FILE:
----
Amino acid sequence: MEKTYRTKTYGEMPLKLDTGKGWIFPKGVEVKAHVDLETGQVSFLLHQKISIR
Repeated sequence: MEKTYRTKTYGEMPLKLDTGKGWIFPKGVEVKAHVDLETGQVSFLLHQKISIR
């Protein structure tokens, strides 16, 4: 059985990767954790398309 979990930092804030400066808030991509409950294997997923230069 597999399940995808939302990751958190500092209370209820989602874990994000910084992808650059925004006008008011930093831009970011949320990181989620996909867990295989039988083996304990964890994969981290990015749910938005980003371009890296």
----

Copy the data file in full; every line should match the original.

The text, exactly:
Amino acid sequence: MEKTYRTKTYGEMPLKLDTGKGWIFPKGVEVKAHVDLETGQVSFLLHQKISIR
Repeated sequence: MEKTYRTKTYGEMPLKLDTGKGWIFPKGVEVKAHVDLETGQVSFLLHQKISIR
């Protein structure tokens, strides 16, 4: 059985990767954790398309 979990930092804030400066808030991509409950294997997923230069 597999399940995808939302990751958190500092209370209820989602874990994000910084992808650059925004006008008011930093831009970011949320990181989620996909867990295989039988083996304990964890994969981290990015749910938005980003371009890296």